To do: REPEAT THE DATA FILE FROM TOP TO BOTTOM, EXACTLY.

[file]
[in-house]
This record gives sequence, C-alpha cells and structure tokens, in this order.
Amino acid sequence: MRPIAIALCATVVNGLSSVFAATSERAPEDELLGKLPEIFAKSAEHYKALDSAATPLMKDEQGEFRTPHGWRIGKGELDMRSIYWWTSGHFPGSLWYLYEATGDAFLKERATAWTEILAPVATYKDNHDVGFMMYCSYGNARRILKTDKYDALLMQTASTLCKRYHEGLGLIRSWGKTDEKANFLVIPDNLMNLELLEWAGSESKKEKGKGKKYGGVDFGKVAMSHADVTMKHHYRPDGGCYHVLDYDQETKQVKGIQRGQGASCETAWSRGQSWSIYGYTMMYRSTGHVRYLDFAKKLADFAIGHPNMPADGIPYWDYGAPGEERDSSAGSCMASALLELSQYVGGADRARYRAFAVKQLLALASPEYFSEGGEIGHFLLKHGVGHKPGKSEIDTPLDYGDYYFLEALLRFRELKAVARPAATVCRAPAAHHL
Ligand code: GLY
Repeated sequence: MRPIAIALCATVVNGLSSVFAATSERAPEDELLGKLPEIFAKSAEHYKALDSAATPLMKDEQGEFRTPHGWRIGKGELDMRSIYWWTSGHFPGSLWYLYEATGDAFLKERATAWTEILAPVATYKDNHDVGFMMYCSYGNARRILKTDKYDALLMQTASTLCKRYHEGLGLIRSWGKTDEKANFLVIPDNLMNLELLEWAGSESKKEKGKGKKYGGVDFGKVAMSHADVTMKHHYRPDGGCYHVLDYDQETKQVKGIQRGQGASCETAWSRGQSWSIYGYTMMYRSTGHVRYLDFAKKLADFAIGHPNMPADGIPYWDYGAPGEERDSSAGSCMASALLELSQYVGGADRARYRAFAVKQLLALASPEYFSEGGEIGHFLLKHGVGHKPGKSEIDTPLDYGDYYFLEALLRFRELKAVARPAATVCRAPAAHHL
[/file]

[in-house]
This record gives sequence, C-alpha cells and structure tokens, in this order.
Amino acid sequence: MRPIAIALCATVVNGLSSVFAATSERAPEDELLGKLPEIFAKSAEHYKALDSAATPLMKDEQGEFRTPHGWRIGKGELDMRSIYWWTSGHFPGSLWYLYEATGDAFLKERATAWTEILAPVATYKDNHDVGFMMYCSYGNARRILKTDKYDALLMQTASTLCKRYHEGLGLIRSWGKTDEKANFLVIPDNLMNLELLEWAGSESKKEKGKGKKYGGVDFGKVAMSHADVTMKHHYRPDGGCYHVLDYDQETKQVKGIQRGQGASCETAWSRGQSWSIYGYTMMYRSTGHVRYLDFAKKLADFAIGHPNMPADGIPYWDYGAPGEERDSSAGSCMASALLELSQYVGGADRARYRAFAVKQLLALASPEYFSEGGEIGHFLLKHGVGHKPGKSEIDTPLDYGDYYFLEALLRFRELKAVARPAATVCRAPAAHHL
Ligand code: GLY
Repeated sequence: MRPIAIALCATVVNGLSSVFAATSERAPEDELLGKLPEIFAKSAEHYKALDSAATPLMKDEQGEFRTPHGWRIGKGELDMRSIYWWTSGHFPGSLWYLYEATGDAFLKERATAWTEILAPVATYKDNHDVGFMMYCSYGNARRILKTDKYDALLMQTASTLCKRYHEGLGLIRSWGKTDEKANFLVIPDNLMNLELLEWAGSESKKEKGKGKKYGGVDFGKVAMSHADVTMKHHYRPDGGCYHVLDYDQETKQVKGIQRGQGASCETAWSRGQSWSIYGYTMMYRSTGHVRYLDFAKKLADFAIGHPNMPADGIPYWDYGAPGEERDSSAGSCMASALLELSQYVGGADRARYRAFAVKQLLALASPEYFSEGGEIGHFLLKHGVGHKPGKSEIDTPLDYGDYYFLEALLRFRELKAVARPAATVCRAPAAHHL